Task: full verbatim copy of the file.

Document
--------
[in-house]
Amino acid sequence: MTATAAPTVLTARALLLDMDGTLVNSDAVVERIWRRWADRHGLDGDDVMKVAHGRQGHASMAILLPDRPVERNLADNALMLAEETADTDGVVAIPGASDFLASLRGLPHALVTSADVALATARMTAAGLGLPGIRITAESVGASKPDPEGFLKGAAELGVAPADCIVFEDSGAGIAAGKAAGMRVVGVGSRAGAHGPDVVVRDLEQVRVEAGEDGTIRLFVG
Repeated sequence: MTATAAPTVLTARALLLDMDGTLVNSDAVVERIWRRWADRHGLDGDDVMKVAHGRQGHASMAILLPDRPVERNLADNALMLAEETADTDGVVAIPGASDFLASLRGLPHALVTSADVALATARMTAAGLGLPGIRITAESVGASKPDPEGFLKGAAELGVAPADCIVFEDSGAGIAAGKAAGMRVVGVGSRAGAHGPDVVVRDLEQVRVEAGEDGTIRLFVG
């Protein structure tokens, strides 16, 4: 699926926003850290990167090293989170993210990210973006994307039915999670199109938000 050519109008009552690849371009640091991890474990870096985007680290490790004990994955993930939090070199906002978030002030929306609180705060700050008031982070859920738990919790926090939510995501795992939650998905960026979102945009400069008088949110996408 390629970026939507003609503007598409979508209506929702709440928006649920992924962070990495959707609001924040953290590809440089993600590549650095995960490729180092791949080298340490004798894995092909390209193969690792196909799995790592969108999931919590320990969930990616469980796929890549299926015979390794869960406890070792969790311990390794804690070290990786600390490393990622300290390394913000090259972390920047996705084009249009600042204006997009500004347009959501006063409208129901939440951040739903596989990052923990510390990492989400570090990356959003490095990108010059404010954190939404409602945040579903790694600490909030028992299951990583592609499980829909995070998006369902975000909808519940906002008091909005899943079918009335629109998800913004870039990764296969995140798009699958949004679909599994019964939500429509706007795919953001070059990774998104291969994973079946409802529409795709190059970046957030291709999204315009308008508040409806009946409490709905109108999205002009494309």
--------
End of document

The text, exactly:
[in-house]
Amino acid sequence: MTATAAPTVLTARALLLDMDGTLVNSDAVVERIWRRWADRHGLDGDDVMKVAHGRQGHASMAILLPDRPVERNLADNALMLAEETADTDGVVAIPGASDFLASLRGLPHALVTSADVALATARMTAAGLGLPGIRITAESVGASKPDPEGFLKGAAELGVAPADCIVFEDSGAGIAAGKAAGMRVVGVGSRAGAHGPDVVVRDLEQVRVEAGEDGTIRLFVG
Repeated sequence: MTATAAPTVLTARALLLDMDGTLVNSDAVVERIWRRWADRHGLDGDDVMKVAHGRQGHASMAILLPDRPVERNLADNALMLAEETADTDGVVAIPGASDFLASLRGLPHALVTSADVALATARMTAAGLGLPGIRITAESVGASKPDPEGFLKGAAELGVAPADCIVFEDSGAGIAAGKAAGMRVVGVGSRAGAHGPDVVVRDLEQVRVEAGEDGTIRLFVG
């Protein structure tokens, strides 16, 4: 699926926003850290990167090293989170993210990210973006994307039915999670199109938000 050519109008009552690849371009640091991890474990870096985007680290490790004990994955993930939090070199906002978030002030929306609180705060700050008031982070859920738990919790926090939510995501795992939650998905960026979102945009400069008088949110996408 390629970026939507003609503007598409979508209506929702709440928006649920992924962070990495959707609001924040953290590809440089993600590549650095995960490729180092791949080298340490004798894995092909390209193969690792196909799995790592969108999931919590320990969930990616469980796929890549299926015979390794869960406890070792969790311990390794804690070290990786600390490393990622300290390394913000090259972390920047996705084009249009600042204006997009500004347009959501006063409208129901939440951040739903596989990052923990510390990492989400570090990356959003490095990108010059404010954190939404409602945040579903790694600490909030028992299951990583592609499980829909995070998006369902975000909808519940906002008091909005899943079918009335629109998800913004870039990764296969995140798009699958949004679909599994019964939500429509706007795919953001070059990774998104291969994973079946409802529409795709190059970046957030291709999204315009308008508040409806009946409490709905109108999205002009494309």